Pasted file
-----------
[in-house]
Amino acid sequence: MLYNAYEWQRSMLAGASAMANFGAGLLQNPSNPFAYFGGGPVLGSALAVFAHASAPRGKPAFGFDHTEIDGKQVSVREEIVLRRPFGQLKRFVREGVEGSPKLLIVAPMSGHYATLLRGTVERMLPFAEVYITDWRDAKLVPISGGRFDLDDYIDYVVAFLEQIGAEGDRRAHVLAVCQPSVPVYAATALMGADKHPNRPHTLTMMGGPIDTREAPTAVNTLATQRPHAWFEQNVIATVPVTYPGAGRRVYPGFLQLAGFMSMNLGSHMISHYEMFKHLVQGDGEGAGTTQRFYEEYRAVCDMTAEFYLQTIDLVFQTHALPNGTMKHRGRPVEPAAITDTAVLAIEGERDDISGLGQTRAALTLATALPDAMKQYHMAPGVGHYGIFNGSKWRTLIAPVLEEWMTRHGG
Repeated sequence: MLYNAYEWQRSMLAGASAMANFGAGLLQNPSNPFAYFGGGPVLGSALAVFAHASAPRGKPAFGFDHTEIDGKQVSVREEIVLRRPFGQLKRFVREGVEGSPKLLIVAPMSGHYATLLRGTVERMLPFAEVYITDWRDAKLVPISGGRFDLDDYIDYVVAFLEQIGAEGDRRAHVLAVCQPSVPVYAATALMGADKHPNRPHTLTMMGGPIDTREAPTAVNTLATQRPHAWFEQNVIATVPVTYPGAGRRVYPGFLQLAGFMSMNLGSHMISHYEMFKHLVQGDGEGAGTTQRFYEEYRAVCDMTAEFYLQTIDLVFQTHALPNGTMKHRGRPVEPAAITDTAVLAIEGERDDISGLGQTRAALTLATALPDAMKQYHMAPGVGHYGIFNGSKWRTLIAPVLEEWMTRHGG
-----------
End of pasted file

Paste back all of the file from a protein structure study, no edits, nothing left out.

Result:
[in-house]
Amino acid sequence: MLYNAYEWQRSMLAGASAMANFGAGLLQNPSNPFAYFGGGPVLGSALAVFAHASAPRGKPAFGFDHTEIDGKQVSVREEIVLRRPFGQLKRFVREGVEGSPKLLIVAPMSGHYATLLRGTVERMLPFAEVYITDWRDAKLVPISGGRFDLDDYIDYVVAFLEQIGAEGDRRAHVLAVCQPSVPVYAATALMGADKHPNRPHTLTMMGGPIDTREAPTAVNTLATQRPHAWFEQNVIATVPVTYPGAGRRVYPGFLQLAGFMSMNLGSHMISHYEMFKHLVQGDGEGAGTTQRFYEEYRAVCDMTAEFYLQTIDLVFQTHALPNGTMKHRGRPVEPAAITDTAVLAIEGERDDISGLGQTRAALTLATALPDAMKQYHMAPGVGHYGIFNGSKWRTLIAPVLEEWMTRHGG
Repeated sequence: MLYNAYEWQRSMLAGASAMANFGAGLLQNPSNPFAYFGGGPVLGSALAVFAHASAPRGKPAFGFDHTEIDGKQVSVREEIVLRRPFGQLKRFVREGVEGSPKLLIVAPMSGHYATLLRGTVERMLPFAEVYITDWRDAKLVPISGGRFDLDDYIDYVVAFLEQIGAEGDRRAHVLAVCQPSVPVYAATALMGADKHPNRPHTLTMMGGPIDTREAPTAVNTLATQRPHAWFEQNVIATVPVTYPGAGRRVYPGFLQLAGFMSMNLGSHMISHYEMFKHLVQGDGEGAGTTQRFYEEYRAVCDMTAEFYLQTIDLVFQTHALPNGTMKHRGRPVEPAAITDTAVLAIEGERDDISGLGQTRAALTLATALPDAMKQYHMAPGVGHYGIFNGSKWRTLIAPVLEEWMTRHGG